Midwest generosity to the rescue again…  A friendly stranger happened to stop behind me to check his own equipment at first and when he realized I was in need of help set aside his own priorities to make sure I was taken care of.  While initially I asked for help loosening the jack, he insisted on completing the whole job.  While he cranked the car up he told me about the grinder he had just purchased and the inventions he had made and sold.  I got a lesson in recycling carpet for plastics and oil, more importantly I received a lesson in going out of my way for others in need.

While I may not be of much assistance pulling over to help someone with a flat tire, there has to be more ways I can pay it forward in order to repay the individuals who have helped me.  These two incidences of flat tires in such a short period of time initially had me irritated and wondering why I had such negative karma being delivered to me.  After the bitterness settled, these situations reinforced my faith in the people living in the community around me.  It is nice to know I’m not all alone when I need help.  Despite the craziness of the world there are good people who do good things with no expectations of a return on their investment.

My Technology Funk

Technologically speaking, I have found my place in thickening cement while others around me seem to be fluttering about like hummingbirds.  How is it that I have accrued a heaping junk yard of wires, cables and damaged electronics?  While my single friends voice complaints about being a magnet for eligible losers, I somehow have gotten the honor of attracting worthless technology.  Computers, cell phones, internet service, cable, DVD player – they all hate me.  And the irony of the moment they decide to quit never seems so funny at the time. 

I believe my technology funk started several years ago.  My husband, Regg, and I purchased a laptop to replace our old computers in preparation for graduate school.  I was so proud of the crisp clean white at the beginning, she even received the name White Lightening for how quick she was.  This computer was frequently shared with friends when they visited our home, each got a chuckle out of the password used to gain access to the computer.  The password was OBRO – meaning Operation Block Regg Out, a lesson my husband learned the hard way about keeping an individual password on his account for a shared computer where I acted as the administrator.  My husband and I both used the computer throughout each of our grad school programs, we stored music, played games, Facebooked, edited movies and photos.  This seemed to be very average usage for 2 years until the screen went blank.  We took this laptop to a computer geek shop and with our explanation and one glance at the computer the geek behind the counter promptly handed us instructions to a class action lawsuit.  “We’ve seen quite a few of these, there is nothing you can do to fix it,” he said.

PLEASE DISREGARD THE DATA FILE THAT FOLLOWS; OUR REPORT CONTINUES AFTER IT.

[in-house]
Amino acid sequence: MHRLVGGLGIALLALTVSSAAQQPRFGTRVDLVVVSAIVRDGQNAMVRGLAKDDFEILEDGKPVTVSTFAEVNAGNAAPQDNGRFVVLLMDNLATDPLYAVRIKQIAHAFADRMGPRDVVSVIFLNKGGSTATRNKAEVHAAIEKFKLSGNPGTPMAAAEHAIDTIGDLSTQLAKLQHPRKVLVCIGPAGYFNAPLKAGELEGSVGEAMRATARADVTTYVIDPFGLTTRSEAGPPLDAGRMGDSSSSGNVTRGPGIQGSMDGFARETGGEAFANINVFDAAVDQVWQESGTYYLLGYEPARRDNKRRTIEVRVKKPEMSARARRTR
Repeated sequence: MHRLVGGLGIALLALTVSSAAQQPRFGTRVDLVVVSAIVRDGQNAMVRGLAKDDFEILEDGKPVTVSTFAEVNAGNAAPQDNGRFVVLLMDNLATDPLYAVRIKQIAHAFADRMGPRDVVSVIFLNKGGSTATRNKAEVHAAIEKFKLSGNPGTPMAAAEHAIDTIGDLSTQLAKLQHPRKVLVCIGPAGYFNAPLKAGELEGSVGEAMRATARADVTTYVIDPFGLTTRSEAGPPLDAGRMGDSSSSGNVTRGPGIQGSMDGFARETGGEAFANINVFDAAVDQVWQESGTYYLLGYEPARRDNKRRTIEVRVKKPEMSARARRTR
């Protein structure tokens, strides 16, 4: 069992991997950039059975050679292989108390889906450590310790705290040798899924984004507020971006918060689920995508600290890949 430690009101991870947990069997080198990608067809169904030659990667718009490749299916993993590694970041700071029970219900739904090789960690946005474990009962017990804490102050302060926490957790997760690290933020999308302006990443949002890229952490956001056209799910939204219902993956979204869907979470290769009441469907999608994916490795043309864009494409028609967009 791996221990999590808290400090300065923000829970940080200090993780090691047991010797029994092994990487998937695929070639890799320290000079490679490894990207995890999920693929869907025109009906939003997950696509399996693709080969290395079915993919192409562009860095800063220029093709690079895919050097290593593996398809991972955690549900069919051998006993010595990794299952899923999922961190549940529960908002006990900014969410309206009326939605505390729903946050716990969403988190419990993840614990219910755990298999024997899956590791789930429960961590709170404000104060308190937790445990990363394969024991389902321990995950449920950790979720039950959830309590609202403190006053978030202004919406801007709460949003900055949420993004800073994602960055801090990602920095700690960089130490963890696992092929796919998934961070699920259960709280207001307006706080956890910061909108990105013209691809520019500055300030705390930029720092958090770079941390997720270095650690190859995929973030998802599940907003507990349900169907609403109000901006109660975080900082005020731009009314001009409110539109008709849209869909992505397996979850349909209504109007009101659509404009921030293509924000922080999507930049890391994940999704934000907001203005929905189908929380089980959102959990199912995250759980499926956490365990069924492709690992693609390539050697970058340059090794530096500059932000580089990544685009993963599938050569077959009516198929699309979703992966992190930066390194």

It’s my understanding this well-known and well liked computer company created these well purchased laptops and quickly found out each one would well…  eventually fail.  I guess since kids will not eat it and get sick or stick their heads between them and choke computer companies are not held to the same recall standards?  Instead, those who unknowingly invested hard-earned income on a computer with a short expiration date are just out of luck.  Since the death of White Lightening we have tried to patch our computer needs cheaply with refurbished computers.  And while I’m sure some technologically savvy individuals could get them to adequate working condition – I only seem to be able to get computers to move slowly and to freeze.

My technology funk doesn’t stop with computers though.  I have a home that acts as a bomb shelter for cell phone reception, a “smart” cell phone that screens my calls by deciding when I will get to answer and exactly how quickly the call will be dropped, cable where the picture is more often than not jumping or freezing, an extra Playstation since the first was turned over accidentally by an excited terrier, and internet disconnected by squirrels to name a few. 

Technology can be so inspiring and yet so infuriating at the same time.  It seems that everything is connected to electronics and when flowing smoothly you can be quick, creative and have a world of information at your fingertips.  And then there are some days, and in my case a long period of time, where you are aware of the possibilities and nothing seems to be computing right.